Replaceable seals can be hand-fitted with care and considerable patience. The crankshaft and main bearings should first be installed and checked for proper clearance using "Plastigauge", available from any automotive machine shop. Also, check to be certain the crank rotates freely and has proper end float, then remove crank and prepare to trial fit bolt-on sealing plates. On MG TC-TD-TF blocks, remove the two small dowel pins, as these would effectively prevent any adjustment in the location of the seal. Install seal loosely, using appropriate gasket and gasket cement. Apply a thin film of engineer's bluing (the thicker type sold in squeeze tubes is easier to work with) to the sealing face. With the seal fixing bolts slightly loose it should be possible to snug and center the seal against the crank. After tightening up the seal, torque the lubricated crank assembly to full spec. Now, carefully rotate the crank once or twice before removing the crank once again to inspect the contact pattern on the seal. The ideal situation is to adjust the seal so that you are left with a very thin film of engineer's bluing on the sealing surfaces. Particular attention should be paid to the upper sealing surface on the block as these are most subject to wear and are consequently most critical.

In some cases, it may be necessary to remove some material from the parting face of one or both seals. This must be done carefully; lay sandpaper on a dead flat surface or pane of glass to help insure accuracy . It may be necessary to remove and refit the crank five to six times to insure that you have achieved a correct fit. A certain degree of light contact is not generally objectionable, particularly with the replaceable aluminum seals, as these will bed-in as soon as the engine is started. Heavy contact that makes the crank difficult to rotate could, however, cause serious problems. The small dowel pins originally used with the T-series seals are not really required and their reinstallation can cause distortion and/or a shift in location of the plate. If these pins are reinstalled, recheck your work once again.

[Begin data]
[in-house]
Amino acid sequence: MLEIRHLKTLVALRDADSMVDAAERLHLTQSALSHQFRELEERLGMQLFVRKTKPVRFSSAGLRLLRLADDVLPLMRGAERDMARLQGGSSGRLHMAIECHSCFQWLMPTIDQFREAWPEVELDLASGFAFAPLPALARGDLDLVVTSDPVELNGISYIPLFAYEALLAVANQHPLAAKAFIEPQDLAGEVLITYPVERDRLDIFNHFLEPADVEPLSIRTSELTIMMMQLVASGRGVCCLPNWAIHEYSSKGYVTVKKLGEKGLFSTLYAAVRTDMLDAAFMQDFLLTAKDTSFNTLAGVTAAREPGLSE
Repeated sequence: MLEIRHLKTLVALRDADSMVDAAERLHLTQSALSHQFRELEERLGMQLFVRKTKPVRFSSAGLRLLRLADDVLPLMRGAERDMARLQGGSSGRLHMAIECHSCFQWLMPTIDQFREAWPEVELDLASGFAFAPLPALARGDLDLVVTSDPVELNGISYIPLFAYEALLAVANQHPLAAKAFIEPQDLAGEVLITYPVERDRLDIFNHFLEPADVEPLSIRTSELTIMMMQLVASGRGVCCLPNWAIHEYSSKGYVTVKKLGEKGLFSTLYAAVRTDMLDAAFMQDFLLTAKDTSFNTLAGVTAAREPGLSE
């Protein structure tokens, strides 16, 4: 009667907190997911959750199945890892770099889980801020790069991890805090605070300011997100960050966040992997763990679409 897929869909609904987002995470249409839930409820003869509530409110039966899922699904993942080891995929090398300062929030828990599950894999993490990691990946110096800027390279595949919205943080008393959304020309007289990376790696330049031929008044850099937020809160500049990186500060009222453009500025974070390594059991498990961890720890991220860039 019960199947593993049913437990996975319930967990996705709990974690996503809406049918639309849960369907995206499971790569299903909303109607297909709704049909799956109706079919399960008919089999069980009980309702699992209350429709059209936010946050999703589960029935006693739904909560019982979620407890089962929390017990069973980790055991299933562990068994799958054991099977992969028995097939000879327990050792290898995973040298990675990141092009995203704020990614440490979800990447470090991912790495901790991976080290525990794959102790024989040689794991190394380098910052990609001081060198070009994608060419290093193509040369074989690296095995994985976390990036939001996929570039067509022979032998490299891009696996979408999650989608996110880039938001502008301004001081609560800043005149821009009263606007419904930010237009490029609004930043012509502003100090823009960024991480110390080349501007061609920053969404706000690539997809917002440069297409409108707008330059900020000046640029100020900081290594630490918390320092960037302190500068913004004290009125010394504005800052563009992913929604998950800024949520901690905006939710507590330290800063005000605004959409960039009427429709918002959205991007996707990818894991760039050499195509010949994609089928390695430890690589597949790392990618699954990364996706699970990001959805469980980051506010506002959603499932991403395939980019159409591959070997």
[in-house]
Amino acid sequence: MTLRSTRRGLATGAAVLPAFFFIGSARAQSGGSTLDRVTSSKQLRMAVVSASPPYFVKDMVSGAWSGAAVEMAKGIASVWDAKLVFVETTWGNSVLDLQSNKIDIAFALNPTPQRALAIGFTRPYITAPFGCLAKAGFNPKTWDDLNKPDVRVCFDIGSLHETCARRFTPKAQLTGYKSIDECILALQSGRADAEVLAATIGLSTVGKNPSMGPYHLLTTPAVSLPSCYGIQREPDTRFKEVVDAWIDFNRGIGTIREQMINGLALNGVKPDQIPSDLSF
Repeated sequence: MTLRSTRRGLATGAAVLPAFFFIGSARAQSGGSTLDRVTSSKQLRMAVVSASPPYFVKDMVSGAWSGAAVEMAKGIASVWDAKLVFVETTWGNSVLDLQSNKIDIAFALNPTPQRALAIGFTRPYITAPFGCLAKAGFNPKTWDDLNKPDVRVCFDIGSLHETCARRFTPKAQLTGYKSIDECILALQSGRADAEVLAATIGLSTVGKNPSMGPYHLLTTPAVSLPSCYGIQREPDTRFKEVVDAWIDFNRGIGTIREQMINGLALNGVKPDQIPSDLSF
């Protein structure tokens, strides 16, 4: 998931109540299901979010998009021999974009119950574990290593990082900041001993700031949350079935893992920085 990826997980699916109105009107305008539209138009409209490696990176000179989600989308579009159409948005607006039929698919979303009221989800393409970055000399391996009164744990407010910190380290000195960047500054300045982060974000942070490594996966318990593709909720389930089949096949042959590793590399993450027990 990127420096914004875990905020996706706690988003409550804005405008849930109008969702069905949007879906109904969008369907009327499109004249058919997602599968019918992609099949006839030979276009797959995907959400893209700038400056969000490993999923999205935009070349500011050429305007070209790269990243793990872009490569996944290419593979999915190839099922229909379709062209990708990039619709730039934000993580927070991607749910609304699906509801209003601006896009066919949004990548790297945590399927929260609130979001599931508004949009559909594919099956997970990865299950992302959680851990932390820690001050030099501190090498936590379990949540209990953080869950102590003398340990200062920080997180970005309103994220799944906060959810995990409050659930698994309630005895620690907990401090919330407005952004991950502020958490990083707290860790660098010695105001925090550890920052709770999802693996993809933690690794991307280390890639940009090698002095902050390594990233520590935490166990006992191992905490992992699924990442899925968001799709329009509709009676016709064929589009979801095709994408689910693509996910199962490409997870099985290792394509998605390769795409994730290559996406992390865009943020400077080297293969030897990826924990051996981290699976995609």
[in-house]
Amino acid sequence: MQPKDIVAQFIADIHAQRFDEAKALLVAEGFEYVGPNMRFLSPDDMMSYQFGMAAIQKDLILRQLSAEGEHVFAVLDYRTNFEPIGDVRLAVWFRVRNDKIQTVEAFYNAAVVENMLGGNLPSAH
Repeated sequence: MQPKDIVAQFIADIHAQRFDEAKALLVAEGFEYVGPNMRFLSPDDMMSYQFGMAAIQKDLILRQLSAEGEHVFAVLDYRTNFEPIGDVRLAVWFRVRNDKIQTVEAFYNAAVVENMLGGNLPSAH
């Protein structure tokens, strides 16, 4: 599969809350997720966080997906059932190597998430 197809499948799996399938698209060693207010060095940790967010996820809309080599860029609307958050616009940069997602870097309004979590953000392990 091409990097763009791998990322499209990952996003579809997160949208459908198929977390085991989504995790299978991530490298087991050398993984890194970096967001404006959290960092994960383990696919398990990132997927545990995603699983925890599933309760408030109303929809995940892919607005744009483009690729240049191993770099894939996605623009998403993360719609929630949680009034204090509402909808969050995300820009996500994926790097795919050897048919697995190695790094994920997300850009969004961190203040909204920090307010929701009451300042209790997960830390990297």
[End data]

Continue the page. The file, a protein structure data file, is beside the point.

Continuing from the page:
Once the seals have been installed, checked and rechecked, assembly can continue but may require that the crank be removed once again in order to install connecting rods and pistons. (Remember folks, patience is the ultimate virtue!) Last, but not least, particular care should be exercised in installing the oil pan together with all appropriate gaskets and seals. While assembling these components apply silicone gasket cement to clean dry surfaces.

Having hand fitted and determined with all certainty that you have achieved a correct fit, your rear main seal should be nearly 100% drip free. A last word of advice: be sure that your crankcase breathers are clean and free of obstruction and that your gearbox first motion shaft seal is in good order. A problem in either can otherwise mask over a job well done.

Chris Nowlan

Working on automobiles is inherently dangerous. Moss Motors, Ltd. is not liable for injury or damage due to incorrect installation or use of their products. All products are sold with the understanding that the safe and proper installation and use of the products is the customer’s responsibility. Follow factory workshop manual procedures and instructions, but use current shop safety standards and common sense. Some tasks will require professional advice or services which Moss Motors cannot provide.